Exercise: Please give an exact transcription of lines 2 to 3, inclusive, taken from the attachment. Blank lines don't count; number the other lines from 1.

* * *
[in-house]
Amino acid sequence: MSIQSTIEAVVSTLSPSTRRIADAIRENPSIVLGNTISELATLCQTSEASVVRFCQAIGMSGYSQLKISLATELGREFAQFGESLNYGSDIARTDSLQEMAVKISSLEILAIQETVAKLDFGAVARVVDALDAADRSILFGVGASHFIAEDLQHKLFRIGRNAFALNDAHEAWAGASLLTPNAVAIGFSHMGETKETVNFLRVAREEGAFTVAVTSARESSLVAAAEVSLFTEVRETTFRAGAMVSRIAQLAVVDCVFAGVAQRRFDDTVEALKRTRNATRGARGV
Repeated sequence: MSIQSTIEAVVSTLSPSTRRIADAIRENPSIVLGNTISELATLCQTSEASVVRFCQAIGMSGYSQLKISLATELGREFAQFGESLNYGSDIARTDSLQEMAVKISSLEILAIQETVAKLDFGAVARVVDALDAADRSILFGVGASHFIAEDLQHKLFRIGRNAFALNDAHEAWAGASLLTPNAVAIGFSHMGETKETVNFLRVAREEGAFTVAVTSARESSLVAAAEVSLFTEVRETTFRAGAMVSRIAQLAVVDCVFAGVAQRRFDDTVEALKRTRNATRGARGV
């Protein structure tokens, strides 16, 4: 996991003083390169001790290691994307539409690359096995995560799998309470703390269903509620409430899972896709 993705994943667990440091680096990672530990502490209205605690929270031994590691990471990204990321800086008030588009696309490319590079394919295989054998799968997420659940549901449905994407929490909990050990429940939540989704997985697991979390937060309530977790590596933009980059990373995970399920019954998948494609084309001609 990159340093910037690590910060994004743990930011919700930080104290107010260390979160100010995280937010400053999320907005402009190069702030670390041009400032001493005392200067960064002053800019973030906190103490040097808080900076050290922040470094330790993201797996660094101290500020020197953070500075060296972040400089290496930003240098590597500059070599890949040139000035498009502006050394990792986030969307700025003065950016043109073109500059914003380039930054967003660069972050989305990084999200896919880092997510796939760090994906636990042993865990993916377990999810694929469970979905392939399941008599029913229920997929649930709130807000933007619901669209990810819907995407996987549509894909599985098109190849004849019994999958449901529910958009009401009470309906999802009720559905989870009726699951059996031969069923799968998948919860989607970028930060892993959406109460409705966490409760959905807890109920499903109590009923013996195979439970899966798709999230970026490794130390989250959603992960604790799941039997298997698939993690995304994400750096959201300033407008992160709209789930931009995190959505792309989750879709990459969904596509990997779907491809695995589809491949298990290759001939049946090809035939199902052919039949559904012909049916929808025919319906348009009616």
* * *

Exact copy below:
Amino acid sequence: MSIQSTIEAVVSTLSPSTRRIADAIRENPSIVLGNTISELATLCQTSEASVVRFCQAIGMSGYSQLKISLATELGREFAQFGESLNYGSDIARTDSLQEMAVKISSLEILAIQETVAKLDFGAVARVVDALDAADRSILFGVGASHFIAEDLQHKLFRIGRNAFALNDAHEAWAGASLLTPNAVAIGFSHMGETKETVNFLRVAREEGAFTVAVTSARESSLVAAAEVSLFTEVRETTFRAGAMVSRIAQLAVVDCVFAGVAQRRFDDTVEALKRTRNATRGARGV
Repeated sequence: MSIQSTIEAVVSTLSPSTRRIADAIRENPSIVLGNTISELATLCQTSEASVVRFCQAIGMSGYSQLKISLATELGREFAQFGESLNYGSDIARTDSLQEMAVKISSLEILAIQETVAKLDFGAVARVVDALDAADRSILFGVGASHFIAEDLQHKLFRIGRNAFALNDAHEAWAGASLLTPNAVAIGFSHMGETKETVNFLRVAREEGAFTVAVTSARESSLVAAAEVSLFTEVRETTFRAGAMVSRIAQLAVVDCVFAGVAQRRFDDTVEALKRTRNATRGARGV